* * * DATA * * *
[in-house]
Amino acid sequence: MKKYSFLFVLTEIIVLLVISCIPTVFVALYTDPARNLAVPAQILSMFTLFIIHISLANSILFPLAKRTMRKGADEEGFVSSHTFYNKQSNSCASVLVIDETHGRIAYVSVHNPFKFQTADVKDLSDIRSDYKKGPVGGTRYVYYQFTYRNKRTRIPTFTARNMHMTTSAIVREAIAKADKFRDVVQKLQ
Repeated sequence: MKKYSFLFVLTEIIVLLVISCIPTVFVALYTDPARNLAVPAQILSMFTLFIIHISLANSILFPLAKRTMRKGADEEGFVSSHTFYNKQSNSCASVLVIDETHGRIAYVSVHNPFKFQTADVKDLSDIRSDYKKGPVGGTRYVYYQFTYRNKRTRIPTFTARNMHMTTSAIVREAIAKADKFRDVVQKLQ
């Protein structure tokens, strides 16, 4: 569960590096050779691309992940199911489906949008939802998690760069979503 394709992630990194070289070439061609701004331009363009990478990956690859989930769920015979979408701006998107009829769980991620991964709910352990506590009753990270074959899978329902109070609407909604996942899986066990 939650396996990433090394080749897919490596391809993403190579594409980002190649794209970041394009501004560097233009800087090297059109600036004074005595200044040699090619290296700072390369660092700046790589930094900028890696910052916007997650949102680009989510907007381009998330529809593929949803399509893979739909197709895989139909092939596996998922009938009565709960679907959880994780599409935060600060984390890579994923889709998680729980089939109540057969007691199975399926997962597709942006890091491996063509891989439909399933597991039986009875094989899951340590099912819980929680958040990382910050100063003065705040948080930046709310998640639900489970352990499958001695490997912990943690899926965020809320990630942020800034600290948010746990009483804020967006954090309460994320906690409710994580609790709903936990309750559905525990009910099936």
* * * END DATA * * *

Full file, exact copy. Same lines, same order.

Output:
[in-house]
Amino acid sequence: MKKYSFLFVLTEIIVLLVISCIPTVFVALYTDPARNLAVPAQILSMFTLFIIHISLANSILFPLAKRTMRKGADEEGFVSSHTFYNKQSNSCASVLVIDETHGRIAYVSVHNPFKFQTADVKDLSDIRSDYKKGPVGGTRYVYYQFTYRNKRTRIPTFTARNMHMTTSAIVREAIAKADKFRDVVQKLQ
Repeated sequence: MKKYSFLFVLTEIIVLLVISCIPTVFVALYTDPARNLAVPAQILSMFTLFIIHISLANSILFPLAKRTMRKGADEEGFVSSHTFYNKQSNSCASVLVIDETHGRIAYVSVHNPFKFQTADVKDLSDIRSDYKKGPVGGTRYVYYQFTYRNKRTRIPTFTARNMHMTTSAIVREAIAKADKFRDVVQKLQ
């Protein structure tokens, strides 16, 4: 569960590096050779691309992940199911489906949008939802998690760069979503 394709992630990194070289070439061609701004331009363009990478990956690859989930769920015979979408701006998107009829769980991620991964709910352990506590009753990270074959899978329902109070609407909604996942899986066990 939650396996990433090394080749897919490596391809993403190579594409980002190649794209970041394009501004560097233009800087090297059109600036004074005595200044040699090619290296700072390369660092700046790589930094900028890696910052916007997650949102680009989510907007381009998330529809593929949803399509893979739909197709895989139909092939596996998922009938009565709960679907959880994780599409935060600060984390890579994923889709998680729980089939109540057969007691199975399926997962597709942006890091491996063509891989439909399933597991039986009875094989899951340590099912819980929680958040990382910050100063003065705040948080930046709310998640639900489970352990499958001695490997912990943690899926965020809320990630942020800034600290948010746990009483804020967006954090309460994320906690409710994580609790709903936990309750559905525990009910099936």